Google wasn’t represented at a Senate hearing last month on political censorship. But it assured lawmakers in a written statement that “our products serve users of all viewpoints and remain politically neutral” while acknowledging that “sometimes our content moderation systems do make mistakes.” This week my organization was hit by one such “mistake.”
On our American Mind website, the Claremont Institute recently launched a campaign to engage citizens in debate about what it means to be an American. We are warning about the danger to the republic posed by multiculturalism, identity politics and politically correct speech restrictions. Google decided that our writings violated the company’s policy on “race and ethnicity in personalized advertising” and prevented us from advertising to our own readers about our 40th-anniversary gala dinner this Saturday.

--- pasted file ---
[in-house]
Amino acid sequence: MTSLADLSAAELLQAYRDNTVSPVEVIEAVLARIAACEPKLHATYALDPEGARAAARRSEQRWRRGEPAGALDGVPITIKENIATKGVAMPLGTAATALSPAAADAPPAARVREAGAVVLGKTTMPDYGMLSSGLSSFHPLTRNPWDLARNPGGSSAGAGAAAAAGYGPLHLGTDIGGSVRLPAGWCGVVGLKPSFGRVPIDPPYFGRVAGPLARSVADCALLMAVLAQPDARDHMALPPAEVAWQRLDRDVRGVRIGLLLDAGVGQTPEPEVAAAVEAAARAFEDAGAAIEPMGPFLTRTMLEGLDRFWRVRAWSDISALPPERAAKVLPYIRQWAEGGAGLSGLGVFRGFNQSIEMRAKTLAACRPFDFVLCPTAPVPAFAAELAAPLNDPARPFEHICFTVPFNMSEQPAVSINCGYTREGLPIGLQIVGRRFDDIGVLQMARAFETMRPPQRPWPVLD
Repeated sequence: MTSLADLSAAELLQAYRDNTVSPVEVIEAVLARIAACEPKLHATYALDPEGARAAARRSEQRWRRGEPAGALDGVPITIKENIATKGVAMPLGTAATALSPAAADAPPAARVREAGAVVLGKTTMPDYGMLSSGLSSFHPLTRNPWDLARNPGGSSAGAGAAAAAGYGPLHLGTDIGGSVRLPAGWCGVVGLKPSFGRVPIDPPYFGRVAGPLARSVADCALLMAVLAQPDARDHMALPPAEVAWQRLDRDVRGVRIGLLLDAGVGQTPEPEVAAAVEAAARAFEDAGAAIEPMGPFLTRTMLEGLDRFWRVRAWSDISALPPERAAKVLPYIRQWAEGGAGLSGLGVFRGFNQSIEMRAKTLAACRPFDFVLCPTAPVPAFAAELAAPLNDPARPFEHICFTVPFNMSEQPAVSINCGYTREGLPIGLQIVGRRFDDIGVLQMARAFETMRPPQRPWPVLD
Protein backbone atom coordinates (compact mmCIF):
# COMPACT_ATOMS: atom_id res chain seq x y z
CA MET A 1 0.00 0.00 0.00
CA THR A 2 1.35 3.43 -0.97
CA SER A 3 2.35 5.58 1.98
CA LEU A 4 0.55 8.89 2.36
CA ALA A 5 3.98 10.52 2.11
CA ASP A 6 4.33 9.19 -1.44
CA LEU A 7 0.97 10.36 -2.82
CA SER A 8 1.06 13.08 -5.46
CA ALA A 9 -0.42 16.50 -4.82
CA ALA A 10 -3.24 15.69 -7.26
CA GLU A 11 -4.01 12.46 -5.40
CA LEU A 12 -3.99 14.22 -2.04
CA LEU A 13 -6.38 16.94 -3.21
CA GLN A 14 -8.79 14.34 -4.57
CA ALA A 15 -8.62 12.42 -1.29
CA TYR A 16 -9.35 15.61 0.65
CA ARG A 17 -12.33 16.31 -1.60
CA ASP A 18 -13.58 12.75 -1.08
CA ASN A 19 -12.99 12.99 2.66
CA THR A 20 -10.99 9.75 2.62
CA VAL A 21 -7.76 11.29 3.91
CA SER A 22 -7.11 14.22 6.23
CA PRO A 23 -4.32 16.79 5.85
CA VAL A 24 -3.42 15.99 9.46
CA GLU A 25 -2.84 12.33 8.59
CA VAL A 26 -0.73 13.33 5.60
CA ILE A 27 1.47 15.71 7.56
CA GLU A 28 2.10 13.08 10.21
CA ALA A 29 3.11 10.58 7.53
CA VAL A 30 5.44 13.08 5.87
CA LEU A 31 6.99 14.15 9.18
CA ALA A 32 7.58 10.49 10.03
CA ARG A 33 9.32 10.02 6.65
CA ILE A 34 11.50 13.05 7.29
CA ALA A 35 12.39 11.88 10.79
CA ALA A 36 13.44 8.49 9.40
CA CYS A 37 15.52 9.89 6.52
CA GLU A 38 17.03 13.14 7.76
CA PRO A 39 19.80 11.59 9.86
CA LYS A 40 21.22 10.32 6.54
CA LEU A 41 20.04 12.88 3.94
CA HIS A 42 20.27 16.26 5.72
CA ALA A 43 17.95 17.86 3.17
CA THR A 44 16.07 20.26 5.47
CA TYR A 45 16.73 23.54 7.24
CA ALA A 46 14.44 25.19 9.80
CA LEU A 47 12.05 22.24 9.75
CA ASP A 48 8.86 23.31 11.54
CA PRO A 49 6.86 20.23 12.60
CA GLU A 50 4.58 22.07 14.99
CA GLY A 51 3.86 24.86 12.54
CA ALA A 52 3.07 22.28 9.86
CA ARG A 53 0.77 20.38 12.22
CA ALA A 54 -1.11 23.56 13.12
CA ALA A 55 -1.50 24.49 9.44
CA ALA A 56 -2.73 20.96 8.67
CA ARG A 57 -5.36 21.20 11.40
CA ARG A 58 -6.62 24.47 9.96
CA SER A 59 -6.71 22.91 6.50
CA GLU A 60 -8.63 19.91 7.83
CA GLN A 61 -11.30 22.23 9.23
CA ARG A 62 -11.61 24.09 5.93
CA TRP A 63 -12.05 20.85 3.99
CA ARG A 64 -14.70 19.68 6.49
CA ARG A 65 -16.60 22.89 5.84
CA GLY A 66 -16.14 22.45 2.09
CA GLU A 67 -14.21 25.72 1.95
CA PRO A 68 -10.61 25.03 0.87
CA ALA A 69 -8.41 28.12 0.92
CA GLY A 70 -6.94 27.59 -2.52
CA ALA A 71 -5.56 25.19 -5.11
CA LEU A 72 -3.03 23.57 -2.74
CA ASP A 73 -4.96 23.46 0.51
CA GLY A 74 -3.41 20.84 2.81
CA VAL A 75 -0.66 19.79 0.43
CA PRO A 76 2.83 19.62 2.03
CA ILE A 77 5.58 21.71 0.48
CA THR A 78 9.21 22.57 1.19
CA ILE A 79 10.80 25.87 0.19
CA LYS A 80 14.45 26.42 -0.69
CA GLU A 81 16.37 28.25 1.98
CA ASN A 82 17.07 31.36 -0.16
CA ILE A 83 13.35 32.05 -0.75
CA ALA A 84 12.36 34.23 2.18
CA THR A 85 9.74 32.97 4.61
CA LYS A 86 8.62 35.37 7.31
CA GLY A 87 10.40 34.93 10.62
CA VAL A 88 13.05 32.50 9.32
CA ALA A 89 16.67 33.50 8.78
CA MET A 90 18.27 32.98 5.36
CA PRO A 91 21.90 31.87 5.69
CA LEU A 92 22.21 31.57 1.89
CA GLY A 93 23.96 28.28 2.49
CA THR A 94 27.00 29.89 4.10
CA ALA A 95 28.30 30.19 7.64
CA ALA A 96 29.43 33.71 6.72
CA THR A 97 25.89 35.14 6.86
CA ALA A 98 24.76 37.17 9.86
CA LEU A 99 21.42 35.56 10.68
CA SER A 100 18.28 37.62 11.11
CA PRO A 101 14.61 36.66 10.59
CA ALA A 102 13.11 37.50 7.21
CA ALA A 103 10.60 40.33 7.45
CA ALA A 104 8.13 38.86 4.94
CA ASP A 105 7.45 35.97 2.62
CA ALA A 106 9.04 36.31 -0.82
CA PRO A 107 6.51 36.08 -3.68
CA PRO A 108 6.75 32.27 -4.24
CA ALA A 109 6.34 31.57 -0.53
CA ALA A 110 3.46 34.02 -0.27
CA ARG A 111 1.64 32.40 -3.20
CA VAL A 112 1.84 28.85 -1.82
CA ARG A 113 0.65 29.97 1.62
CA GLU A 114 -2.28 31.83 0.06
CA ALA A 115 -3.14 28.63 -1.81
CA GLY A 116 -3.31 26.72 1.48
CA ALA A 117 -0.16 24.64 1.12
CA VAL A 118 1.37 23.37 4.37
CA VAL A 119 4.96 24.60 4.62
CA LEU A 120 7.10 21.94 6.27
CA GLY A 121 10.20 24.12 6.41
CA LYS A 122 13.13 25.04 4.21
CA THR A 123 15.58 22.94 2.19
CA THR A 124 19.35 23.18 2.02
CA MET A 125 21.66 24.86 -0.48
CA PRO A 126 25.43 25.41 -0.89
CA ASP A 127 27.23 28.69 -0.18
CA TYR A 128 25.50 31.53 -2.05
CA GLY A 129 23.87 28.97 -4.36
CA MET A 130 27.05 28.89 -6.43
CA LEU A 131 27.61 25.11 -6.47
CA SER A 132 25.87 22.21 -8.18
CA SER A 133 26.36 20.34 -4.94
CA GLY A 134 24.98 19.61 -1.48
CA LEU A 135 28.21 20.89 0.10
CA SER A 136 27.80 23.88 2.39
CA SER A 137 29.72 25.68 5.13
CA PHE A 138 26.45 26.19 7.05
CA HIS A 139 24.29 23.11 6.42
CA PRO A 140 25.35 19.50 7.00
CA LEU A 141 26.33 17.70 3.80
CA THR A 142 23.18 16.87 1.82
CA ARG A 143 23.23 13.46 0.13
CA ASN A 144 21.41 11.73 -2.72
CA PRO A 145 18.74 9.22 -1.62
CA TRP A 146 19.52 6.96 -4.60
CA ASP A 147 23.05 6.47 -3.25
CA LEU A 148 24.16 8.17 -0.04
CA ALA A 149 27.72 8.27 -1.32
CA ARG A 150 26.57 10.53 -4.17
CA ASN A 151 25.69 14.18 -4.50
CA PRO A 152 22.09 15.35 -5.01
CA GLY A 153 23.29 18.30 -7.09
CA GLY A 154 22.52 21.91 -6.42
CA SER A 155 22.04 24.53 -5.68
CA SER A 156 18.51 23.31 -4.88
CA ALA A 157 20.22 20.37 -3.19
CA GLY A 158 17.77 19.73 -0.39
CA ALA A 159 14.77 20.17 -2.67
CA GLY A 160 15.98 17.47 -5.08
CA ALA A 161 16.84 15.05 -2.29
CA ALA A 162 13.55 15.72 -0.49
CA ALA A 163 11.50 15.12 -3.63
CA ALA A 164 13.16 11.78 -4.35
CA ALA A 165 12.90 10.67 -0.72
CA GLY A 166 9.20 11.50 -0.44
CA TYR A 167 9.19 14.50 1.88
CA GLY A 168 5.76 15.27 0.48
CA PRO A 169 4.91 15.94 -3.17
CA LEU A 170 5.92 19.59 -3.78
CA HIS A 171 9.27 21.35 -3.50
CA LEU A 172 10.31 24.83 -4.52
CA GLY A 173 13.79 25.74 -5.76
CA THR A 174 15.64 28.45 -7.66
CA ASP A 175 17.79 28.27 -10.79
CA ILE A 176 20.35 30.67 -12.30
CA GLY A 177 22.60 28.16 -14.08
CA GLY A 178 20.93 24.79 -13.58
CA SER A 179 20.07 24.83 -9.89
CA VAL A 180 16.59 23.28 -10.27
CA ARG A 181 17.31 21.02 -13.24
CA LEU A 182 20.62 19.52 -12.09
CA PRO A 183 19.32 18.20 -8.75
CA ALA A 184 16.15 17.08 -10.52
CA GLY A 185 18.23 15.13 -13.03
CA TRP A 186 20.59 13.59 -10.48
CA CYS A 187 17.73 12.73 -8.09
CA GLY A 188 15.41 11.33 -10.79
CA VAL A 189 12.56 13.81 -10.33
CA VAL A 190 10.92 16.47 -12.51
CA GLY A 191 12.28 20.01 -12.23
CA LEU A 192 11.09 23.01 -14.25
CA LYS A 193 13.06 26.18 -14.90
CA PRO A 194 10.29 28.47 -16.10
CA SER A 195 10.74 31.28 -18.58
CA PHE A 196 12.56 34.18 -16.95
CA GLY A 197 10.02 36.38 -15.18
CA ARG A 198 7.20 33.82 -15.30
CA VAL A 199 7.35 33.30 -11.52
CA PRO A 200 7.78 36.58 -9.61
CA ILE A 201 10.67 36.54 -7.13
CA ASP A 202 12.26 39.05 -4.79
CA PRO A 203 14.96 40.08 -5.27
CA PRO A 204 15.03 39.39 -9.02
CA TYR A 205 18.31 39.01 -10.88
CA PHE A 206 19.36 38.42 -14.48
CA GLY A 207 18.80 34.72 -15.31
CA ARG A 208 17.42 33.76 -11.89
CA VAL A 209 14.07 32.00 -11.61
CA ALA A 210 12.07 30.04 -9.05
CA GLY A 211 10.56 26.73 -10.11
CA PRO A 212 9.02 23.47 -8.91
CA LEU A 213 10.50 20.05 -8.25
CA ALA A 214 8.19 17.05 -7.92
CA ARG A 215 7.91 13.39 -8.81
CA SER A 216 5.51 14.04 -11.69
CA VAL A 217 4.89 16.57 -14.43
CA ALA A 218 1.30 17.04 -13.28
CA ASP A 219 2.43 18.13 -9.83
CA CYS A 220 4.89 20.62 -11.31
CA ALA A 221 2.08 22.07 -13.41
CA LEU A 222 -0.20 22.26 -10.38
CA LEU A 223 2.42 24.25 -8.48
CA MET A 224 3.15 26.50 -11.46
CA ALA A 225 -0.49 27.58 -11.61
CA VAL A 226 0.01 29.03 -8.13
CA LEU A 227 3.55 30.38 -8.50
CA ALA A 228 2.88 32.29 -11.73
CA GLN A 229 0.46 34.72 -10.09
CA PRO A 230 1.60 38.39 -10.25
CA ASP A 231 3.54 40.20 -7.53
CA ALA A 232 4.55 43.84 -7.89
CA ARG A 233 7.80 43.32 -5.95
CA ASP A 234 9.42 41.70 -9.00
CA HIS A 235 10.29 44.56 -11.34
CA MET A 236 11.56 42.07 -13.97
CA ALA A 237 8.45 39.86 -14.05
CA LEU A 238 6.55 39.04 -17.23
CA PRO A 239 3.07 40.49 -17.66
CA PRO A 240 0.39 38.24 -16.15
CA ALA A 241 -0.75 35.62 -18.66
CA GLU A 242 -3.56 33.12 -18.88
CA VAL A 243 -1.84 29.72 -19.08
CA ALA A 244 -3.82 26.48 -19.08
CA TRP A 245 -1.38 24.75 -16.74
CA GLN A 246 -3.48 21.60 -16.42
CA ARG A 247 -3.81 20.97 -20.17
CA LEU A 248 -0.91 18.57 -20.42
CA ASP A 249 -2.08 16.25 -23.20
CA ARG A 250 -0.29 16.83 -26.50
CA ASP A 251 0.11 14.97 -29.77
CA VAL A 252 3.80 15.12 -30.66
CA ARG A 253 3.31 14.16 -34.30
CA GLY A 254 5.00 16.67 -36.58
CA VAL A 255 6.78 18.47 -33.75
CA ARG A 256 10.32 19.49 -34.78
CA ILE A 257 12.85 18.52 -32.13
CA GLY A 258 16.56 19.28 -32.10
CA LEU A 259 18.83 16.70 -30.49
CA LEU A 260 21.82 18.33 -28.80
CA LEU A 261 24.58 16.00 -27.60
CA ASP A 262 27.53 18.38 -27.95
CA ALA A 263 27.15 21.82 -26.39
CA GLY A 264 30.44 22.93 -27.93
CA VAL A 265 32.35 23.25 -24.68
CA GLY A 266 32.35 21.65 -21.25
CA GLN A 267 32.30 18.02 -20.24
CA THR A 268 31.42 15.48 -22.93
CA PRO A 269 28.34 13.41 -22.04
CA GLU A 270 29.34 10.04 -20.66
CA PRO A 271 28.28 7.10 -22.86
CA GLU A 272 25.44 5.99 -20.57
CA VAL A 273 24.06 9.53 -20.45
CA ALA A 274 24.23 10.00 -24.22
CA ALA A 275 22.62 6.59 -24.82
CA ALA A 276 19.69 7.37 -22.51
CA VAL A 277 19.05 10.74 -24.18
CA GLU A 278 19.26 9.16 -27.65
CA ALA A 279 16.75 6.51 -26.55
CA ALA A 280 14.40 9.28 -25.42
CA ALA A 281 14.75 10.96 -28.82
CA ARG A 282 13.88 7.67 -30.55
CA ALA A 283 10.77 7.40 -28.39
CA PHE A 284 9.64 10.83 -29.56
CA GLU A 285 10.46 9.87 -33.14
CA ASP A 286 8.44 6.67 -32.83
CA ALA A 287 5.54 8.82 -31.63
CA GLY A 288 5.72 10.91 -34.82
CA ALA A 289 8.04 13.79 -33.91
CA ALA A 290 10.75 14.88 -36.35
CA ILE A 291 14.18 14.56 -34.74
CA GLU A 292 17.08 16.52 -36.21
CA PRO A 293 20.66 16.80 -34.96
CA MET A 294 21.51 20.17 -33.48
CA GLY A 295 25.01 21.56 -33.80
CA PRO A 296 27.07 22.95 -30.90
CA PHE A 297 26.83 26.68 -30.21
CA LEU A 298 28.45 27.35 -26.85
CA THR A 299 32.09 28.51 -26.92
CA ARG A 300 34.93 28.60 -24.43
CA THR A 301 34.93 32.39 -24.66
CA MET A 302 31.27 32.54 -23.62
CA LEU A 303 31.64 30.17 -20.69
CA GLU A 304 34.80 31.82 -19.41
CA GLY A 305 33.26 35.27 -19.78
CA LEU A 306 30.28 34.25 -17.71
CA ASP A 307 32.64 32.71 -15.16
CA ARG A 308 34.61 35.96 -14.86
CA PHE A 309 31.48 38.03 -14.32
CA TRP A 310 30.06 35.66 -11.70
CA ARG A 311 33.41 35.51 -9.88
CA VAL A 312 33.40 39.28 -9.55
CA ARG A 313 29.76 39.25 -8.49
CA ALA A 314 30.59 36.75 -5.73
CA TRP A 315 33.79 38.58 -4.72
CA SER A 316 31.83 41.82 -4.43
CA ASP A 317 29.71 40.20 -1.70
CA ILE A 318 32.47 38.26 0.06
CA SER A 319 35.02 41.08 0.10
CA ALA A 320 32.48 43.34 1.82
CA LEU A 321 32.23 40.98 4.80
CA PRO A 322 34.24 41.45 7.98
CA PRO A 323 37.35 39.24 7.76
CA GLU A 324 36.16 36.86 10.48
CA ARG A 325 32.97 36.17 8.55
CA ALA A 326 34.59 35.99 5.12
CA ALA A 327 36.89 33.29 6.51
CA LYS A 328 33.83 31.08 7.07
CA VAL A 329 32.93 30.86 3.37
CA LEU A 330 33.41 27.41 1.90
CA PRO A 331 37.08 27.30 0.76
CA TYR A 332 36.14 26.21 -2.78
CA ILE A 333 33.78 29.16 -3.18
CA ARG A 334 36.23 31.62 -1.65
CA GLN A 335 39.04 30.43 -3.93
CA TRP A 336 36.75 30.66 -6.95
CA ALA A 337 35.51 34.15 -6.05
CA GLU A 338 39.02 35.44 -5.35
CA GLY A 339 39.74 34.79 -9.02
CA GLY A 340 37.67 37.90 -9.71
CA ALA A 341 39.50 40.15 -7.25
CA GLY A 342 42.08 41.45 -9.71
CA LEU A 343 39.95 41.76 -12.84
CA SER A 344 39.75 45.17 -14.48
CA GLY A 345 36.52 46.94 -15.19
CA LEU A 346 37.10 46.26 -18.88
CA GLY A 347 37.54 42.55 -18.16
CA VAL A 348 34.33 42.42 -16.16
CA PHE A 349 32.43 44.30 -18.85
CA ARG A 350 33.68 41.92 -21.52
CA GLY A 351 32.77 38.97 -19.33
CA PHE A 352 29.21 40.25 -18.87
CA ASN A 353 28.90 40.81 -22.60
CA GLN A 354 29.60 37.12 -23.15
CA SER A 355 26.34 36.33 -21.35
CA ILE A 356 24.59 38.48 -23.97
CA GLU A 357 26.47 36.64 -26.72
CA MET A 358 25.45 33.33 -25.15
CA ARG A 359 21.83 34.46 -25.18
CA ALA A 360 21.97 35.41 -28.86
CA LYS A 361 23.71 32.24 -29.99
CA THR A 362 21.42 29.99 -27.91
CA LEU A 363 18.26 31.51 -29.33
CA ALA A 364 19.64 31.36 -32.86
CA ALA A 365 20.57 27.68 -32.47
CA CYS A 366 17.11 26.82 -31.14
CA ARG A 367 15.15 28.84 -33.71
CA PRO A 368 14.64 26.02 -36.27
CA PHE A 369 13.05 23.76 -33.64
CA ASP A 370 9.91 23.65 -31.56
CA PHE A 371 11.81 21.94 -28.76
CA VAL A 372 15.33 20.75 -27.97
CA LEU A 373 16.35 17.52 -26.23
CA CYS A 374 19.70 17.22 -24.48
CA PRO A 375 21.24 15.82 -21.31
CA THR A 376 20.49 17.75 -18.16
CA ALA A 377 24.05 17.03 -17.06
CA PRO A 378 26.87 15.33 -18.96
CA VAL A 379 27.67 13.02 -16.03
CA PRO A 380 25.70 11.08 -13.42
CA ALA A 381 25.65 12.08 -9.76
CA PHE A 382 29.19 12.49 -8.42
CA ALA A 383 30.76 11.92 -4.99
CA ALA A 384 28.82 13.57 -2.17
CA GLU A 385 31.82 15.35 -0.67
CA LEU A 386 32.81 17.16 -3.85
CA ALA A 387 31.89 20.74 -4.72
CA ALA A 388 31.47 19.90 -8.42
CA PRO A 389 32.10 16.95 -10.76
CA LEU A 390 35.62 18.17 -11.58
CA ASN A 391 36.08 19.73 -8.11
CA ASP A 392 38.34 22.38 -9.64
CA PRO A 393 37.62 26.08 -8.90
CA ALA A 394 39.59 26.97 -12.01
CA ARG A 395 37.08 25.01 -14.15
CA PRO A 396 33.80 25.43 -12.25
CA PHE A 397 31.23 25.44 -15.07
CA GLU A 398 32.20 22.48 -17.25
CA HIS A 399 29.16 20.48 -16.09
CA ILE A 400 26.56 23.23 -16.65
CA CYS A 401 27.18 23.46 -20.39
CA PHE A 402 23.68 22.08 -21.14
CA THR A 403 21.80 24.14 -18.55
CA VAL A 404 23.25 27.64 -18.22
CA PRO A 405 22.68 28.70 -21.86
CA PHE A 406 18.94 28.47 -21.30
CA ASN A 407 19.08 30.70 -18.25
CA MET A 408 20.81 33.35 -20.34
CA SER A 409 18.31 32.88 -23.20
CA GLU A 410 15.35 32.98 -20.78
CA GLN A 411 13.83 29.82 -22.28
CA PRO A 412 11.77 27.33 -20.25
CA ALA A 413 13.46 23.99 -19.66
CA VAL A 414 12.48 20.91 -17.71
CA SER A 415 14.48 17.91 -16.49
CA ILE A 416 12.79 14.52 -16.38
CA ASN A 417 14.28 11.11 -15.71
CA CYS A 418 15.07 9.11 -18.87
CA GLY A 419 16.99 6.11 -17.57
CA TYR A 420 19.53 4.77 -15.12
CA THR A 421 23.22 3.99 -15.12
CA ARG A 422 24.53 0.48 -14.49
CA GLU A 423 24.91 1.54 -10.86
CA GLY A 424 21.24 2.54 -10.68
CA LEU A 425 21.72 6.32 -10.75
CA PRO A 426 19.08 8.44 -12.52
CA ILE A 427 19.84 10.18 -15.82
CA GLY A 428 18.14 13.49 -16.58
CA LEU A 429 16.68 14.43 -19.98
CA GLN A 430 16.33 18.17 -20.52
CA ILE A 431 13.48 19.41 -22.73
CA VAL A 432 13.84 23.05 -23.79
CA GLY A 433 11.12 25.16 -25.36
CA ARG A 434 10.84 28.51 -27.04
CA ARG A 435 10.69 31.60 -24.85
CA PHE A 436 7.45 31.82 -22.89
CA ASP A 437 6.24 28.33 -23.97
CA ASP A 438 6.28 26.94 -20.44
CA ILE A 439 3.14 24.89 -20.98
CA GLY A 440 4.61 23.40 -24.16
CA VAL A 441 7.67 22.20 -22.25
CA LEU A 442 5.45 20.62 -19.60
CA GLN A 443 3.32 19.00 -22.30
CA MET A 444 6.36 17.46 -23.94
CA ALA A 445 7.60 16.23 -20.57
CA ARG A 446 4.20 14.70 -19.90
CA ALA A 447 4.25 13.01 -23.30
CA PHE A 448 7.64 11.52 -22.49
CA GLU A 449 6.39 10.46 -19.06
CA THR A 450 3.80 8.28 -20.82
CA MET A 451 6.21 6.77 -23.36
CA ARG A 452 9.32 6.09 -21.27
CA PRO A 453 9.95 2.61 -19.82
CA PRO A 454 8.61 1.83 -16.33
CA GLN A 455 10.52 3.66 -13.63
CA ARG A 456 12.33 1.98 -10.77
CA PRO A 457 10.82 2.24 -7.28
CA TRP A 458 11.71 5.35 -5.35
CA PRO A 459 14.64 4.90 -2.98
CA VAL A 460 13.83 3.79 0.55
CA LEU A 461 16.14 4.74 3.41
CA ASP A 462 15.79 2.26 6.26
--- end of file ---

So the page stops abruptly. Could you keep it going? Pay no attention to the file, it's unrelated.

The relevant section of Google’s policy lists “racially or ethnically oriented publications, racially or ethnically oriented universities, racial or ethnic dating” as examples of violations. Either Google’s algorithm, an employee or a combination must have designated the American Mind a “racially or ethnically oriented” publication. That’s ironic. For its 40-year history, the Claremont Institute’s animating principle has been the proposition that all human beings are created equal.